Railway World Annual 1975 By Alan Williams Hard Cover 136 pages

Railway World Annual 1975 By Alan Williams Hard Cover 136 pages

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Railway World Annual 1975 By Alan Williams Hard Cover 136 pages
 
Railway World Annual 1975 By Alan Williams Hard Cover 136 pages
It's going to be a good year for railway historians. Apart from marking the 150th anniversary of railways in Britain, it also looks very much as if it will mark the turning point in the future of railways - some have even suggested that a mini-Railway Mania is on the way. Personally, I doubt whether the resurgence will be quite as dynamic as that - although there can be no doubt that the now all-too-familiar twin energy and environmental crises have swung public opinion very much more in favour of railways.
This year, rather than attempt to compete with the myriad potted histories of railways that will undoubtedly appear on the bookstalls over the next few months, I have again attempted to put together more of a commentary which at once looks to the past, the present and the future. Perhaps the greatest potential event on the future railway horizon is the opening of the Channel Tunnel, which could be in being by 1980. Proposals for a tunnel link with France go back even before the railway era - the first, in fact, back to the time of the Anglo-French War. And it is almost a century since Sir Edward Watkin actively proposed a tunnel as the pike de resistance of his grand scheme for a through Manchester-Paris trunk rail route. But as Michael Rigby shows in his piece 'Towards the Tunnel?, the very rivalry that served to kindle so many railway schemes in the 19th Century actually prevented Watkin's dream from becoming a reality, and it is only now, with unified, National rail networks on both sides of the Channel, that the project is approaching fruition.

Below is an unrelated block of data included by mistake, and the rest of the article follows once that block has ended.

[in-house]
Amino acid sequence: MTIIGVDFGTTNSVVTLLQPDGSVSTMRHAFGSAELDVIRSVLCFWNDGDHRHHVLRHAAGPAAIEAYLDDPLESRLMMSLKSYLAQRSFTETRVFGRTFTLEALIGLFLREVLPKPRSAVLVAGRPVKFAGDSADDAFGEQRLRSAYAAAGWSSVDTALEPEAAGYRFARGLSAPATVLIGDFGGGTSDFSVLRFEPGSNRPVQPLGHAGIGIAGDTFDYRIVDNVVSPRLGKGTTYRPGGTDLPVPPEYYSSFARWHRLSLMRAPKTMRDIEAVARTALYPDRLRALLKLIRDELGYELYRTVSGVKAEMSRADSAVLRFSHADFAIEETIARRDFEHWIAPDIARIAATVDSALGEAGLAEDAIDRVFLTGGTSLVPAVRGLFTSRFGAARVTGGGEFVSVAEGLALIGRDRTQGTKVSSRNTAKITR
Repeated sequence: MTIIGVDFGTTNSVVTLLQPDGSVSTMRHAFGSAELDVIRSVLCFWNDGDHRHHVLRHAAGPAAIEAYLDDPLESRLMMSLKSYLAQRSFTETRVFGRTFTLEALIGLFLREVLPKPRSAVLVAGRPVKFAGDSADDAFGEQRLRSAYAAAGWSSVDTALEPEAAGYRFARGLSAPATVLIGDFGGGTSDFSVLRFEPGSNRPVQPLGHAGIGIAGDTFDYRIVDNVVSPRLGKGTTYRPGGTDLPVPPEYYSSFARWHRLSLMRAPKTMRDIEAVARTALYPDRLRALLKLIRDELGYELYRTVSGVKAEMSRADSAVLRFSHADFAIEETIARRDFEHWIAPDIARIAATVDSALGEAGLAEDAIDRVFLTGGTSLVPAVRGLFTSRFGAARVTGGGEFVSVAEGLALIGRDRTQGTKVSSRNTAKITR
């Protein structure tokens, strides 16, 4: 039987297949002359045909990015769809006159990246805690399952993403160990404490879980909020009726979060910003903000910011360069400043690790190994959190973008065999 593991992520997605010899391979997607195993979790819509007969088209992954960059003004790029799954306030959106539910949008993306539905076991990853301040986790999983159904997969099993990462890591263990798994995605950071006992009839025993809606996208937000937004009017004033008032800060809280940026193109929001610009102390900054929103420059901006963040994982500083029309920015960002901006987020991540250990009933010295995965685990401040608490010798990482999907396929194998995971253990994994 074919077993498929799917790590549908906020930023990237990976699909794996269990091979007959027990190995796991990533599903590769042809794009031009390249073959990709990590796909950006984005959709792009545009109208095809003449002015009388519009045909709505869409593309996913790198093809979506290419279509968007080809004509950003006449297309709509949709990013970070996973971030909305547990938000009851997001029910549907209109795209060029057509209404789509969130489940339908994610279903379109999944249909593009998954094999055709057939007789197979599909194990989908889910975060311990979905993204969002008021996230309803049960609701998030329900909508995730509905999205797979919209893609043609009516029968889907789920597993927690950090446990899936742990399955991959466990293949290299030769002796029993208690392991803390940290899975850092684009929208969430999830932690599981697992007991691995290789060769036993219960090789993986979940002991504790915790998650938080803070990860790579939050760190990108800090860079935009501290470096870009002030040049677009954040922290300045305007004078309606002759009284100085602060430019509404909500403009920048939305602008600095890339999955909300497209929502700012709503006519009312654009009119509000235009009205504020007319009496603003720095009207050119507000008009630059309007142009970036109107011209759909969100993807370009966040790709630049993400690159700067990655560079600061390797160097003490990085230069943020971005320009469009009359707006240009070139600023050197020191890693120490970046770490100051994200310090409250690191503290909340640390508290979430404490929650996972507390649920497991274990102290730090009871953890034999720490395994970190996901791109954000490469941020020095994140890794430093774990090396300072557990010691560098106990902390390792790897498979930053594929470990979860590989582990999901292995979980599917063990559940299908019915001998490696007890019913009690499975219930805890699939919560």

For the present, Derek Cross takes a ride in the cab of a diesel on the West Highland line, and finds that the journey up to and across Rannoch Moor is every bit as awe inspiring as in steam days. And by way of contrast, he goes back in history just far enough to find steam engines still in action - to early summer 1967 - and tells the tale of what happens when four enthusiasts are let loose on a 9F climbing up to Ais Gill with 'the Long Meg.'
Going back into history, Victor Thompson describes the club-like atmosphere of commuting down from the top of Dartmoor on the now long-closed Princetown branch - the 'Prison Line' - while back even further, to the early hours of July 1, 1903, goes J. T. Howard Turner to seek out fresh evidence on the never-explained Salisbury disaster. These, plus Charles Long's strange encounter with 'Madame' and David Percival's 'Diesels Defunct', laced with several steam photo-features, seem a fair cross-section of the Railway World after 150 years.

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